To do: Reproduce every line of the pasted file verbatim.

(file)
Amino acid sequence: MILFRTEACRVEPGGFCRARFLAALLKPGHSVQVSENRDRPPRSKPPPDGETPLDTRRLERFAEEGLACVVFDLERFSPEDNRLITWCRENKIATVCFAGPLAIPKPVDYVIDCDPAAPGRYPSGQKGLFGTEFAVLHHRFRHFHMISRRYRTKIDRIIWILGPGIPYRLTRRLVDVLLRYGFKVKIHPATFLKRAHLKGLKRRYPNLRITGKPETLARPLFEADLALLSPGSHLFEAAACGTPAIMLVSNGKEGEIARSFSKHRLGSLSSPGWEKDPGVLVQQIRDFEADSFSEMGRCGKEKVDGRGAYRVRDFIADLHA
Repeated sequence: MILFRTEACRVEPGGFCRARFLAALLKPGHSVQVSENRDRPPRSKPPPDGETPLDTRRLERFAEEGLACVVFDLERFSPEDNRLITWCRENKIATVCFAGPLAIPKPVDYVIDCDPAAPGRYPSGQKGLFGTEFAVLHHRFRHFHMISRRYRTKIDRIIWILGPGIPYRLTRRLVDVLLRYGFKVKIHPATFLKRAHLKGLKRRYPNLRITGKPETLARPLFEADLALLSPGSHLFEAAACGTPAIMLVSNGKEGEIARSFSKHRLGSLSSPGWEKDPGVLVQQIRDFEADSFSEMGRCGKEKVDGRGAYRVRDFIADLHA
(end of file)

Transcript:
Amino acid sequence: MILFRTEACRVEPGGFCRARFLAALLKPGHSVQVSENRDRPPRSKPPPDGETPLDTRRLERFAEEGLACVVFDLERFSPEDNRLITWCRENKIATVCFAGPLAIPKPVDYVIDCDPAAPGRYPSGQKGLFGTEFAVLHHRFRHFHMISRRYRTKIDRIIWILGPGIPYRLTRRLVDVLLRYGFKVKIHPATFLKRAHLKGLKRRYPNLRITGKPETLARPLFEADLALLSPGSHLFEAAACGTPAIMLVSNGKEGEIARSFSKHRLGSLSSPGWEKDPGVLVQQIRDFEADSFSEMGRCGKEKVDGRGAYRVRDFIADLHA
Repeated sequence: MILFRTEACRVEPGGFCRARFLAALLKPGHSVQVSENRDRPPRSKPPPDGETPLDTRRLERFAEEGLACVVFDLERFSPEDNRLITWCRENKIATVCFAGPLAIPKPVDYVIDCDPAAPGRYPSGQKGLFGTEFAVLHHRFRHFHMISRRYRTKIDRIIWILGPGIPYRLTRRLVDVLLRYGFKVKIHPATFLKRAHLKGLKRRYPNLRITGKPETLARPLFEADLALLSPGSHLFEAAACGTPAIMLVSNGKEGEIARSFSKHRLGSLSSPGWEKDPGVLVQQIRDFEADSFSEMGRCGKEKVDGRGAYRVRDFIADLHA